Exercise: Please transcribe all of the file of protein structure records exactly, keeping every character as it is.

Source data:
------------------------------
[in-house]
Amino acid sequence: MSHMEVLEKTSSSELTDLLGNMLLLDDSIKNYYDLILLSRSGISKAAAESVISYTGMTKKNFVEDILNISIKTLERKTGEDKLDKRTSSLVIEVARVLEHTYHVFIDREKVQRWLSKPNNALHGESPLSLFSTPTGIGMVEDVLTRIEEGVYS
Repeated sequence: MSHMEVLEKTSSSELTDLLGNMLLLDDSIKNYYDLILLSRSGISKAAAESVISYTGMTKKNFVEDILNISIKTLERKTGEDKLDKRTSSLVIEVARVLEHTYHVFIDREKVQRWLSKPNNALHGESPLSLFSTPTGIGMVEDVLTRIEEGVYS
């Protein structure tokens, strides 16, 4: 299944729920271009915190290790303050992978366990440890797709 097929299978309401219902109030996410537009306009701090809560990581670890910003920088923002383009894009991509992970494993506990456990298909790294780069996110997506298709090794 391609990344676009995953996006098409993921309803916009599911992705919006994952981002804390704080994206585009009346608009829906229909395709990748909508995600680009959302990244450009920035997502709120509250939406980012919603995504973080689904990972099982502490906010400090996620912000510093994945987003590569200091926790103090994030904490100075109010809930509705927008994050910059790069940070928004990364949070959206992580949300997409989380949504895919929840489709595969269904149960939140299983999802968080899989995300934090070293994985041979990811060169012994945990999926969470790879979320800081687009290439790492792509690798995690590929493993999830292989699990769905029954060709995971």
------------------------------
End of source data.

[in-house]
Amino acid sequence: MSHMEVLEKTSSSELTDLLGNMLLLDDSIKNYYDLILLSRSGISKAAAESVISYTGMTKKNFVEDILNISIKTLERKTGEDKLDKRTSSLVIEVARVLEHTYHVFIDREKVQRWLSKPNNALHGESPLSLFSTPTGIGMVEDVLTRIEEGVYS
Repeated sequence: MSHMEVLEKTSSSELTDLLGNMLLLDDSIKNYYDLILLSRSGISKAAAESVISYTGMTKKNFVEDILNISIKTLERKTGEDKLDKRTSSLVIEVARVLEHTYHVFIDREKVQRWLSKPNNALHGESPLSLFSTPTGIGMVEDVLTRIEEGVYS
């Protein structure tokens, strides 16, 4: 299944729920271009915190290790303050992978366990440890797709 097929299978309401219902109030996410537009306009701090809560990581670890910003920088923002383009894009991509992970494993506990456990298909790294780069996110997506298709090794 391609990344676009995953996006098409993921309803916009599911992705919006994952981002804390704080994206585009009346608009829906229909395709990748909508995600680009959302990244450009920035997502709120509250939406980012919603995504973080689904990972099982502490906010400090996620912000510093994945987003590569200091926790103090994030904490100075109010809930509705927008994050910059790069940070928004990364949070959206992580949300997409989380949504895919929840489709595969269904149960939140299983999802968080899989995300934090070293994985041979990811060169012994945990999926969470790879979320800081687009290439790492792509690798995690590929493993999830292989699990769905029954060709995971």